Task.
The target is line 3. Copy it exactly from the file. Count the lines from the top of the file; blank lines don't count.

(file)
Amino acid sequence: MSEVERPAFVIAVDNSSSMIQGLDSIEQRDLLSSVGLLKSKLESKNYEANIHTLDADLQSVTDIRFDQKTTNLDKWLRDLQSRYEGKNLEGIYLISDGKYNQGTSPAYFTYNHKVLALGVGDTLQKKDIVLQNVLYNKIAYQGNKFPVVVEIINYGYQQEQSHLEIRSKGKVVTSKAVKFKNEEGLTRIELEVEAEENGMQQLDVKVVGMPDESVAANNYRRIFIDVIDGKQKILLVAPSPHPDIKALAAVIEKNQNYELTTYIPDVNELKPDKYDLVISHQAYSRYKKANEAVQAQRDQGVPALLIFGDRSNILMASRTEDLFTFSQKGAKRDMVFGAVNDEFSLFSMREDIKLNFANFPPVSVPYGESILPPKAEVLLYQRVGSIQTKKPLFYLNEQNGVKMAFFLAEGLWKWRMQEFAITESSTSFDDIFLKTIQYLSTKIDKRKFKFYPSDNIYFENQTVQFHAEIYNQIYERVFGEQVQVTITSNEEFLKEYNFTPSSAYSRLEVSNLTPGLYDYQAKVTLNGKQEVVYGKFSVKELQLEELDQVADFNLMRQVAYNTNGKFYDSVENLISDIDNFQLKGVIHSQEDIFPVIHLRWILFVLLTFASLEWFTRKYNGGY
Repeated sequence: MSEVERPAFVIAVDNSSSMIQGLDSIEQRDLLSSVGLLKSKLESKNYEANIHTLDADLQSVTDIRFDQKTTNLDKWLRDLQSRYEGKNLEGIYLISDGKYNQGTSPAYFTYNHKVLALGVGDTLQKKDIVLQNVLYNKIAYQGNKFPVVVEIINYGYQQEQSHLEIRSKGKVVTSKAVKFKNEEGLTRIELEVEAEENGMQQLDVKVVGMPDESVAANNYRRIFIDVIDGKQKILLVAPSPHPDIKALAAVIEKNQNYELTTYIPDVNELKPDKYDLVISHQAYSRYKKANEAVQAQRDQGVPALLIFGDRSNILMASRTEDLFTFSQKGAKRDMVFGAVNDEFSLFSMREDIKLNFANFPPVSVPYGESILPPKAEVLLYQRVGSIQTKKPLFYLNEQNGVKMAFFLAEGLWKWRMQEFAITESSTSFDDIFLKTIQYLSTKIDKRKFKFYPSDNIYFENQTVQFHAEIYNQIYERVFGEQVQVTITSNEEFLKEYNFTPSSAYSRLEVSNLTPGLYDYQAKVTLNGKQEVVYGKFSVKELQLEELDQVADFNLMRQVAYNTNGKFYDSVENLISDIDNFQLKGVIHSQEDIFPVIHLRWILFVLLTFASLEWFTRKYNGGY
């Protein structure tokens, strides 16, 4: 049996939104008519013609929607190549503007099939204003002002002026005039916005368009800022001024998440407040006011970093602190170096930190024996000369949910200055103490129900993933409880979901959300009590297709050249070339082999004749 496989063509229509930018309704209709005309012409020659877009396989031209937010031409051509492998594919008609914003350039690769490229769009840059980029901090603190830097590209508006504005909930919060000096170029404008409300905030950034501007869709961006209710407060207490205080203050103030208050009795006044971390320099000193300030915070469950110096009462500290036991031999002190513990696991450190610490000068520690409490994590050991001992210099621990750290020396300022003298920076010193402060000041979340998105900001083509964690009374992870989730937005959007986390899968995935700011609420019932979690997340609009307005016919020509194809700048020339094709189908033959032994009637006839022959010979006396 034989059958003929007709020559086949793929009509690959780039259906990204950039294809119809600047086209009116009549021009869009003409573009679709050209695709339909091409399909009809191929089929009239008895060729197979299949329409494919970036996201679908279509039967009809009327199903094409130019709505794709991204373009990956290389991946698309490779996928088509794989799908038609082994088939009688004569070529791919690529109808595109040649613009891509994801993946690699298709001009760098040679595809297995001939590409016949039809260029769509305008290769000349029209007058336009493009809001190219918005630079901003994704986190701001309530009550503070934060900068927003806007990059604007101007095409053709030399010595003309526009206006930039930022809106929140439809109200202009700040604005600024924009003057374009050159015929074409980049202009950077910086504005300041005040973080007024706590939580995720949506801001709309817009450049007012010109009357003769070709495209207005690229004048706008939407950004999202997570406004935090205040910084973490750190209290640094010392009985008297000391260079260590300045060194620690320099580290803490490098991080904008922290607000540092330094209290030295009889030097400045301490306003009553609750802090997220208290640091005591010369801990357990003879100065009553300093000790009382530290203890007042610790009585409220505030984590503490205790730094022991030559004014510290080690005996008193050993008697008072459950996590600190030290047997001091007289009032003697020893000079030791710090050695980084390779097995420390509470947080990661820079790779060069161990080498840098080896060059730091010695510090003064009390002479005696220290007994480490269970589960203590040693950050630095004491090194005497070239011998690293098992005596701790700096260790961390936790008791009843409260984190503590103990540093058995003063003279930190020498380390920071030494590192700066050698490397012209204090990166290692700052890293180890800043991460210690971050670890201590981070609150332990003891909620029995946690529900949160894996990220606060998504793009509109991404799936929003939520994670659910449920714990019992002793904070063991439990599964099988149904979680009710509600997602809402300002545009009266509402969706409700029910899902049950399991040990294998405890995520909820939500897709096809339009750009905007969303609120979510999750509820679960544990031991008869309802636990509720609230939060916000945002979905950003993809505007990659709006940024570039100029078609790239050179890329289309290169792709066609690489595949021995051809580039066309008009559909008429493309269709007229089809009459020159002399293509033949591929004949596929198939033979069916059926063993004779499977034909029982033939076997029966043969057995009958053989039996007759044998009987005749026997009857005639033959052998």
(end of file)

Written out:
């Protein structure tokens, strides 16, 4: 049996939104008519013609929607190549503007099939204003002002002026005039916005368009800022001024998440407040006011970093602190170096930190024996000369949910200055103490129900993933409880979901959300009590297709050249070339082999004749 496989063509229509930018309704209709005309012409020659877009396989031209937010031409051509492998594919008609914003350039690769490229769009840059980029901090603190830097590209508006504005909930919060000096170029404008409300905030950034501007869709961006209710407060207490205080203050103030208050009795006044971390320099000193300030915070469950110096009462500290036991031999002190513990696991450190610490000068520690409490994590050991001992210099621990750290020396300022003298920076010193402060000041979340998105900001083509964690009374992870989730937005959007986390899968995935700011609420019932979690997340609009307005016919020509194809700048020339094709189908033959032994009637006839022959010979006396 034989059958003929007709020559086949793929009509690959780039259906990204950039294809119809600047086209009116009549021009869009003409573009679709050209695709339909091409399909009809191929089929009239008895060729197979299949329409494919970036996201679908279509039967009809009327199903094409130019709505794709991204373009990956290389991946698309490779996928088509794989799908038609082994088939009688004569070529791919690529109808595109040649613009891509994801993946690699298709001009760098040679595809297995001939590409016949039809260029769509305008290769000349029209007058336009493009809001190219918005630079901003994704986190701001309530009550503070934060900068927003806007990059604007101007095409053709030399010595003309526009206006930039930022809106929140439809109200202009700040604005600024924009003057374009050159015929074409980049202009950077910086504005300041005040973080007024706590939580995720949506801001709309817009450049007012010109009357003769070709495209207005690229004048706008939407950004999202997570406004935090205040910084973490750190209290640094010392009985008297000391260079260590300045060194620690320099580290803490490098991080904008922290607000540092330094209290030295009889030097400045301490306003009553609750802090997220208290640091005591010369801990357990003879100065009553300093000790009382530290203890007042610790009585409220505030984590503490205790730094022991030559004014510290080690005996008193050993008697008072459950996590600190030290047997001091007289009032003697020893000079030791710090050695980084390779097995420390509470947080990661820079790779060069161990080498840098080896060059730091010695510090003064009390002479005696220290007994480490269970589960203590040693950050630095004491090194005497070239011998690293098992005596701790700096260790961390936790008791009843409260984190503590103990540093058995003063003279930190020498380390920071030494590192700066050698490397012209204090990166290692700052890293180890800043991460210690971050670890201590981070609150332990003891909620029995946690529900949160894996990220606060998504793009509109991404799936929003939520994670659910449920714990019992002793904070063991439990599964099988149904979680009710509600997602809402300002545009009266509402969706409700029910899902049950399991040990294998405890995520909820939500897709096809339009750009905007969303609120979510999750509820679960544990031991008869309802636990509720609230939060916000945002979905950003993809505007990659709006940024570039100029078609790239050179890329289309290169792709066609690489595949021995051809580039066309008009559909008429493309269709007229089809009459020159002399293509033949591929004949596929198939033979069916059926063993004779499977034909029982033939076997029966043969057995009958053989039996007759044998009987005749026997009857005639033959052998």